'dark and true and tender is the North."

1 To Mr. Oliver Elton, Prof. York Powell, and the Folk-Lore Society, we owe the first English rendering of the mythical portion of Saxo's work, and a valuable study of Saxo's sources (published by David Nutt, 1894).

2 A résumé of Hamlet criticism is given in Vol. II. of Furness' noble edition of the play (London and Philadelphia, 1877).



The story on which Shakespeare founded The Tragedy of Hamlet, Prince of Denmark, was told by Saxo Grammaticus, the Danish historian, whose work was first printed in 1514, though written as early as 1204. The incidents as related by him were borrowed by Belleforest, and set forth in his Histoires Tragiques, 1564. It was probably through the French version of Belleforest that the tale first found its way to the English stage. The only English translation that has come down to us was printed in 1608; and of this only a single copy is known to have survived. The edition of 1608 was most likely a reprint; but, if so, we have no means of ascertaining when it was first printed: Mr. Collier thinks there can be no doubt that it originally came from the press considerably before 1600. The only known copy is preserved among Capell's books in the library of Trinity College, Cambridge, and has been lately republished by Collier in his Shakespeare's Library. It is entitled The History of Hamblet.

As there told, the story is, both in matter and style, uncouth and barbarous in the last degree; a savage, shocking tale of lust and murder, unredeemed by a single touch of art or fancy in the narrator. Perhaps there is nothing of the Poet's achieving more wonderful than that he should have reared so superb a dramatic structure out of materials so scanty and so revolting. The scene of the incidents is laid before the introduction of Christianity into Denmark, and when the Danish power held sway in England: further than this, the time is not specified. So

much of the story as was made use of for the drama is soon told.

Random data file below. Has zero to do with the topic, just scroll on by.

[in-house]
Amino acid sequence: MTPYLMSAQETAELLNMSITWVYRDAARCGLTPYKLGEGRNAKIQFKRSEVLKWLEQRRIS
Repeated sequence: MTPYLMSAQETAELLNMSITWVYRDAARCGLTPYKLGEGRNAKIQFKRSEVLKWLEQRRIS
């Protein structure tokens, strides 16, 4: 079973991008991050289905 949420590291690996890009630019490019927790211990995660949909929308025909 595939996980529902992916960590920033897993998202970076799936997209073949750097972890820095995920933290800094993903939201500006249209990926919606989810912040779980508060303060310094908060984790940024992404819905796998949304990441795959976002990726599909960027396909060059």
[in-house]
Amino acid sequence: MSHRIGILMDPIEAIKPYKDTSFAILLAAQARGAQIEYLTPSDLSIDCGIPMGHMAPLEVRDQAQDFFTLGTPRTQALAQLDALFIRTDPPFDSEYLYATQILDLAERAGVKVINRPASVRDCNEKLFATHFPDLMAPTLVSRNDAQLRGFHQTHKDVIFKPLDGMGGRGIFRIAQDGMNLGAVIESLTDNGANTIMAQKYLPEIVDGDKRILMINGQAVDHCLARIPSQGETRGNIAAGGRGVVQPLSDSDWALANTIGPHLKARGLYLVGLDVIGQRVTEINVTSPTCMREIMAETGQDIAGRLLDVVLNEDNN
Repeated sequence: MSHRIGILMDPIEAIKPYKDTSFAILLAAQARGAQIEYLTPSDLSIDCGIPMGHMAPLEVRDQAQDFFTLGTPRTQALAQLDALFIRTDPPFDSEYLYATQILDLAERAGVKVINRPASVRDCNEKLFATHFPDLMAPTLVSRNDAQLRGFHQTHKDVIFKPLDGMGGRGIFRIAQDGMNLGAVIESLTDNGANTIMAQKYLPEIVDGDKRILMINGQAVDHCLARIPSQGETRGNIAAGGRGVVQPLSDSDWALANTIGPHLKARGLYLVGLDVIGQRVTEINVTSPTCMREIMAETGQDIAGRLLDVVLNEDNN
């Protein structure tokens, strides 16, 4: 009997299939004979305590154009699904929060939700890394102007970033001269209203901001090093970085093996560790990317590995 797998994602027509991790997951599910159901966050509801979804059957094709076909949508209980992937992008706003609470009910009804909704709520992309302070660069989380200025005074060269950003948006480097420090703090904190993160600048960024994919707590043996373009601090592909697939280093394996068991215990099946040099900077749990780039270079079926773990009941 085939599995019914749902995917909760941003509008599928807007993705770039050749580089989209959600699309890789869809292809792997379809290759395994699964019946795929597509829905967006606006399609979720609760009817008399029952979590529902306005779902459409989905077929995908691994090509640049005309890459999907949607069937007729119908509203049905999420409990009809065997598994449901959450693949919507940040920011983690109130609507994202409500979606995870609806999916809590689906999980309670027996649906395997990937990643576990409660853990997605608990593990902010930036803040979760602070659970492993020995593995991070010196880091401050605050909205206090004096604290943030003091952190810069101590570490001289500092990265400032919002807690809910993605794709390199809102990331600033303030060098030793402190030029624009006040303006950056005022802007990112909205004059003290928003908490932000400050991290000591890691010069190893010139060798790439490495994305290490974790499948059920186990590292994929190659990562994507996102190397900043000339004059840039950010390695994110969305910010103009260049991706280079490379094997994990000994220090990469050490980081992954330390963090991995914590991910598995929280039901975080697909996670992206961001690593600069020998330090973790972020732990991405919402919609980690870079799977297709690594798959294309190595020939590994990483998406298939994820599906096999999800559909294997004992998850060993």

Roderick, king of Denmark, divided his kingdom into provinces, and placed governors in them. Among these were two valiant and warlike brothers, Horvendile and Fengon. The greatest honor that men of noble birth could at that time win, was by exercising the art of piracy on the seas; wherein Horvendile surpassed all others. Collere, king of Norway, was so wrought upon by his fame, that he challenged him to fight body to body; and the challenge was accepted on condition that the vanquished should lose all the riches he had in his ship, and the vanquisher should cause his body to be honorably buried. Collere was slain; and Horvendile, after making great havoc in Norway, returned home with a mass of treasure, most of which he sent to King Roderick, who thereupon gave him his daughter Geruth in marriage. Of this marriage proceeded Hamblet, the hero of the tale.

All this so provoked the envy of Fengon, that he determined to kill his brother. So, having secretly assembled certain men, when Horvendile was at a banquet with his friends, he suddenly set upon him and slew him; but managed his treachery with so much cunning that no man suspected him. Before doing this, he had corrupted his brother's wife, and was afterwards married to her. Young Hamblet, thinking that he was likely to fare no better than his father had done, went to feigning himself mad, and made as if he had utterly lost his wits; wherein he used such craft that he became an object of ridicule to the satellites of the court. Many of his actions, however, were so shrewd, and his answers were often so fit, that men of a deeper reach began to suspect somewhat, thinking that beneath his folly there lay hid a sharp and pregnant spirit. So they counselled the king to try measures for discovering his meaning. The plan hit upon for entrapping him was, to leave him with some beautiful woman in a secret place, where she could use her art upon him. To this end they led him out into the woods, and arranged that the